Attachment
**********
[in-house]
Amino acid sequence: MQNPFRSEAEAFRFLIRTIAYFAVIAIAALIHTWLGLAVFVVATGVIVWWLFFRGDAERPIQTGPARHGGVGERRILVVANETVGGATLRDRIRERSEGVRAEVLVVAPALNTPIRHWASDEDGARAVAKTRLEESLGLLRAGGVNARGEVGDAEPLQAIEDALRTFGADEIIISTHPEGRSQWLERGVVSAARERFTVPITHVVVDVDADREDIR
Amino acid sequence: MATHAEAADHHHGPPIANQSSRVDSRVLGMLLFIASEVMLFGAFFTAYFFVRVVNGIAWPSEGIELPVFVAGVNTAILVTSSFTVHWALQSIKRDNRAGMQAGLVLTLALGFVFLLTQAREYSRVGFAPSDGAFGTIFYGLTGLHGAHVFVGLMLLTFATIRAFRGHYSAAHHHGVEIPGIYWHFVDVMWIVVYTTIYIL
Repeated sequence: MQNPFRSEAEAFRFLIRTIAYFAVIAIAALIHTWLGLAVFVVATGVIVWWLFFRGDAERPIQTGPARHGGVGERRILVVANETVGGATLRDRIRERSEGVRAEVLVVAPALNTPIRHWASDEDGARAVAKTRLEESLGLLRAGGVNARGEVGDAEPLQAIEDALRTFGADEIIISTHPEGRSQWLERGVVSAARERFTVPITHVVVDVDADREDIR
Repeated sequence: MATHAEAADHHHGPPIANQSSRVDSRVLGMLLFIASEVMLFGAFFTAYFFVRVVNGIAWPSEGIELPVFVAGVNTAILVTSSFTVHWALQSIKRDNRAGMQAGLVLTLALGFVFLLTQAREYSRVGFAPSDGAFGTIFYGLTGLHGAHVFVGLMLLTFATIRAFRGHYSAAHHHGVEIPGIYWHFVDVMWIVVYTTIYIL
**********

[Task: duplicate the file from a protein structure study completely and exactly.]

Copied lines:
[in-house]
Amino acid sequence: MQNPFRSEAEAFRFLIRTIAYFAVIAIAALIHTWLGLAVFVVATGVIVWWLFFRGDAERPIQTGPARHGGVGERRILVVANETVGGATLRDRIRERSEGVRAEVLVVAPALNTPIRHWASDEDGARAVAKTRLEESLGLLRAGGVNARGEVGDAEPLQAIEDALRTFGADEIIISTHPEGRSQWLERGVVSAARERFTVPITHVVVDVDADREDIR
Amino acid sequence: MATHAEAADHHHGPPIANQSSRVDSRVLGMLLFIASEVMLFGAFFTAYFFVRVVNGIAWPSEGIELPVFVAGVNTAILVTSSFTVHWALQSIKRDNRAGMQAGLVLTLALGFVFLLTQAREYSRVGFAPSDGAFGTIFYGLTGLHGAHVFVGLMLLTFATIRAFRGHYSAAHHHGVEIPGIYWHFVDVMWIVVYTTIYIL
Repeated sequence: MQNPFRSEAEAFRFLIRTIAYFAVIAIAALIHTWLGLAVFVVATGVIVWWLFFRGDAERPIQTGPARHGGVGERRILVVANETVGGATLRDRIRERSEGVRAEVLVVAPALNTPIRHWASDEDGARAVAKTRLEESLGLLRAGGVNARGEVGDAEPLQAIEDALRTFGADEIIISTHPEGRSQWLERGVVSAARERFTVPITHVVVDVDADREDIR
Repeated sequence: MATHAEAADHHHGPPIANQSSRVDSRVLGMLLFIASEVMLFGAFFTAYFFVRVVNGIAWPSEGIELPVFVAGVNTAILVTSSFTVHWALQSIKRDNRAGMQAGLVLTLALGFVFLLTQAREYSRVGFAPSDGAFGTIFYGLTGLHGAHVFVGLMLLTFATIRAFRGHYSAAHHHGVEIPGIYWHFVDVMWIVVYTTIYIL